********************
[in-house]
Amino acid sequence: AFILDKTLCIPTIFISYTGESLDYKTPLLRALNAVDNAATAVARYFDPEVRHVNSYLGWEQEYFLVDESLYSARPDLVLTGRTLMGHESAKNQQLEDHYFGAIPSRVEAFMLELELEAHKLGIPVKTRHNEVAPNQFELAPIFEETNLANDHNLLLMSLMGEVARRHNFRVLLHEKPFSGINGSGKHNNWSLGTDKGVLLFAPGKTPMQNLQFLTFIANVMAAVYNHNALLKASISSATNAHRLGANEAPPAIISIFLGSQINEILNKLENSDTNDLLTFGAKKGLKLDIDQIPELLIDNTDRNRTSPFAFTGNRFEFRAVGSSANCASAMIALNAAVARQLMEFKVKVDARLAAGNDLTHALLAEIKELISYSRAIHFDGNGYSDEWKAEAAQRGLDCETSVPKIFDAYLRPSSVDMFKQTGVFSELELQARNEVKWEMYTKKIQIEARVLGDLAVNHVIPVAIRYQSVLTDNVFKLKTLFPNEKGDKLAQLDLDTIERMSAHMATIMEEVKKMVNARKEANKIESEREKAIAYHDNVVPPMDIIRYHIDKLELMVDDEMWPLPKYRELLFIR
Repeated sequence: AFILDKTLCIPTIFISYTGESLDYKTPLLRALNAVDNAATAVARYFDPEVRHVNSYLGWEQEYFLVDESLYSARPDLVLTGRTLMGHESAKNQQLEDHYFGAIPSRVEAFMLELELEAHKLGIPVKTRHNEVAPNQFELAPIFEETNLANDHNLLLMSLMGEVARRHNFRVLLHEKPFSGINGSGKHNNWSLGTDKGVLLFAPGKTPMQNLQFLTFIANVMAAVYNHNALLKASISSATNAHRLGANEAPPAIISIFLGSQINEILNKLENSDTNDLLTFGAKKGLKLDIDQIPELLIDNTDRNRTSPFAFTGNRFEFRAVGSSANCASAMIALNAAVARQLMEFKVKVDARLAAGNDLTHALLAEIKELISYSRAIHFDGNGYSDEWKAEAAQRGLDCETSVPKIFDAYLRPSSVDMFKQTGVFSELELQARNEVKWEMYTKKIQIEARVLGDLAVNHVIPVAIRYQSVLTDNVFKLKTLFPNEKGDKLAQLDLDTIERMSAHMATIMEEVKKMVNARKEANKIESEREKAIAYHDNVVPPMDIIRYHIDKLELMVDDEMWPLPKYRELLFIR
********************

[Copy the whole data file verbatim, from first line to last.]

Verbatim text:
[in-house]
Amino acid sequence: AFILDKTLCIPTIFISYTGESLDYKTPLLRALNAVDNAATAVARYFDPEVRHVNSYLGWEQEYFLVDESLYSARPDLVLTGRTLMGHESAKNQQLEDHYFGAIPSRVEAFMLELELEAHKLGIPVKTRHNEVAPNQFELAPIFEETNLANDHNLLLMSLMGEVARRHNFRVLLHEKPFSGINGSGKHNNWSLGTDKGVLLFAPGKTPMQNLQFLTFIANVMAAVYNHNALLKASISSATNAHRLGANEAPPAIISIFLGSQINEILNKLENSDTNDLLTFGAKKGLKLDIDQIPELLIDNTDRNRTSPFAFTGNRFEFRAVGSSANCASAMIALNAAVARQLMEFKVKVDARLAAGNDLTHALLAEIKELISYSRAIHFDGNGYSDEWKAEAAQRGLDCETSVPKIFDAYLRPSSVDMFKQTGVFSELELQARNEVKWEMYTKKIQIEARVLGDLAVNHVIPVAIRYQSVLTDNVFKLKTLFPNEKGDKLAQLDLDTIERMSAHMATIMEEVKKMVNARKEANKIESEREKAIAYHDNVVPPMDIIRYHIDKLELMVDDEMWPLPKYRELLFIR
Repeated sequence: AFILDKTLCIPTIFISYTGESLDYKTPLLRALNAVDNAATAVARYFDPEVRHVNSYLGWEQEYFLVDESLYSARPDLVLTGRTLMGHESAKNQQLEDHYFGAIPSRVEAFMLELELEAHKLGIPVKTRHNEVAPNQFELAPIFEETNLANDHNLLLMSLMGEVARRHNFRVLLHEKPFSGINGSGKHNNWSLGTDKGVLLFAPGKTPMQNLQFLTFIANVMAAVYNHNALLKASISSATNAHRLGANEAPPAIISIFLGSQINEILNKLENSDTNDLLTFGAKKGLKLDIDQIPELLIDNTDRNRTSPFAFTGNRFEFRAVGSSANCASAMIALNAAVARQLMEFKVKVDARLAAGNDLTHALLAEIKELISYSRAIHFDGNGYSDEWKAEAAQRGLDCETSVPKIFDAYLRPSSVDMFKQTGVFSELELQARNEVKWEMYTKKIQIEARVLGDLAVNHVIPVAIRYQSVLTDNVFKLKTLFPNEKGDKLAQLDLDTIERMSAHMATIMEEVKKMVNARKEANKIESEREKAIAYHDNVVPPMDIIRYHIDKLELMVDDEMWPLPKYRELLFIR